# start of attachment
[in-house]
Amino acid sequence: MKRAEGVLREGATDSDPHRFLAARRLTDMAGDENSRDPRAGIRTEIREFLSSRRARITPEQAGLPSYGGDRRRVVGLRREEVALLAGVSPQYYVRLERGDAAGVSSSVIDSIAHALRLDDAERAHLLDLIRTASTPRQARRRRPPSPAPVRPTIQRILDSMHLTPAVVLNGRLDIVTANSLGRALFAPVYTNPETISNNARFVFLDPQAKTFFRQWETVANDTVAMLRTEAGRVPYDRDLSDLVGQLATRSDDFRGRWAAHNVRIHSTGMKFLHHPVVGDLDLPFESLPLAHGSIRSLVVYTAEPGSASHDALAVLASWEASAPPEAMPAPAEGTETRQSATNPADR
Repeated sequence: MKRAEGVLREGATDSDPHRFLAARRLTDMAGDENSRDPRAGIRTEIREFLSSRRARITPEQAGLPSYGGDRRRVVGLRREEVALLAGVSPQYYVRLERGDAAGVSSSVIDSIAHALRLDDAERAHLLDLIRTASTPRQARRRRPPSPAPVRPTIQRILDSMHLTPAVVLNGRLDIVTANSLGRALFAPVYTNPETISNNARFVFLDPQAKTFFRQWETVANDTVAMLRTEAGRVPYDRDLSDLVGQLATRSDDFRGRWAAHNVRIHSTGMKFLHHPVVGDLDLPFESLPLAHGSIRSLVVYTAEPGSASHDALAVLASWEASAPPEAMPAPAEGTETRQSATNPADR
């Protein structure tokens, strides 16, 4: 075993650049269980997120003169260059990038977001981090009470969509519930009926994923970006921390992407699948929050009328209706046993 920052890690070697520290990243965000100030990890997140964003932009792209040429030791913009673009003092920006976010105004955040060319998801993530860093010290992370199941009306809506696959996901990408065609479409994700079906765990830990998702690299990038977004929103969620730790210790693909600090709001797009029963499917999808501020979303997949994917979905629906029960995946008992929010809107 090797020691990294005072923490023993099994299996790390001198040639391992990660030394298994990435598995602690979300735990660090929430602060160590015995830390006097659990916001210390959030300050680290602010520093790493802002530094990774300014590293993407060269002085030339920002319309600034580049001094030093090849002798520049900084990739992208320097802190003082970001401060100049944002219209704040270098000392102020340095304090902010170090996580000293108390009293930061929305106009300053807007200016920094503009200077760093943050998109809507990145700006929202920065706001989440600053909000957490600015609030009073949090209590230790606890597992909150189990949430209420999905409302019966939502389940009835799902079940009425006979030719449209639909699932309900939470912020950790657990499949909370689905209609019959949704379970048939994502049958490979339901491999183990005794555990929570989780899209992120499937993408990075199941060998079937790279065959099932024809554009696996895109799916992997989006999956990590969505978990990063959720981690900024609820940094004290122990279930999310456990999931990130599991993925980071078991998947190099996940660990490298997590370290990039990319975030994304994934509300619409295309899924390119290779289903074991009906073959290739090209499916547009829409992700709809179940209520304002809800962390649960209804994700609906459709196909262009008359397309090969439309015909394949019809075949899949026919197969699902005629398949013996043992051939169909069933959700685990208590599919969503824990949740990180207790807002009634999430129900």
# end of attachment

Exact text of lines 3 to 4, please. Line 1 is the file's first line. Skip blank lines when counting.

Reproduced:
Repeated sequence: MKRAEGVLREGATDSDPHRFLAARRLTDMAGDENSRDPRAGIRTEIREFLSSRRARITPEQAGLPSYGGDRRRVVGLRREEVALLAGVSPQYYVRLERGDAAGVSSSVIDSIAHALRLDDAERAHLLDLIRTASTPRQARRRRPPSPAPVRPTIQRILDSMHLTPAVVLNGRLDIVTANSLGRALFAPVYTNPETISNNARFVFLDPQAKTFFRQWETVANDTVAMLRTEAGRVPYDRDLSDLVGQLATRSDDFRGRWAAHNVRIHSTGMKFLHHPVVGDLDLPFESLPLAHGSIRSLVVYTAEPGSASHDALAVLASWEASAPPEAMPAPAEGTETRQSATNPADR
């Protein structure tokens, strides 16, 4: 075993650049269980997120003169260059990038977001981090009470969509519930009926994923970006921390992407699948929050009328209706046993 920052890690070697520290990243965000100030990890997140964003932009792209040429030791913009673009003092920006976010105004955040060319998801993530860093010290992370199941009306809506696959996901990408065609479409994700079906765990830990998702690299990038977004929103969620730790210790693909600090709001797009029963499917999808501020979303997949994917979905629906029960995946008992929010809107 090797020691990294005072923490023993099994299996790390001198040639391992990660030394298994990435598995602690979300735990660090929430602060160590015995830390006097659990916001210390959030300050680290602010520093790493802002530094990774300014590293993407060269002085030339920002319309600034580049001094030093090849002798520049900084990739992208320097802190003082970001401060100049944002219209704040270098000392102020340095304090902010170090996580000293108390009293930061929305106009300053807007200016920094503009200077760093943050998109809507990145700006929202920065706001989440600053909000957490600015609030009073949090209590230790606890597992909150189990949430209420999905409302019966939502389940009835799902079940009425006979030719449209639909699932309900939470912020950790657990499949909370689905209609019959949704379970048939994502049958490979339901491999183990005794555990929570989780899209992120499937993408990075199941060998079937790279065959099932024809554009696996895109799916992997989006999956990590969505978990990063959720981690900024609820940094004290122990279930999310456990999931990130599991993925980071078991998947190099996940660990490298997590370290990039990319975030994304994934509300619409295309899924390119290779289903074991009906073959290739090209499916547009829409992700709809179940209520304002809800962390649960209804994700609906459709196909262009008359397309090969439309015909394949019809075949899949026919197969699902005629398949013996043992051939169909069933959700685990208590599919969503824990949740990180207790807002009634999430129900």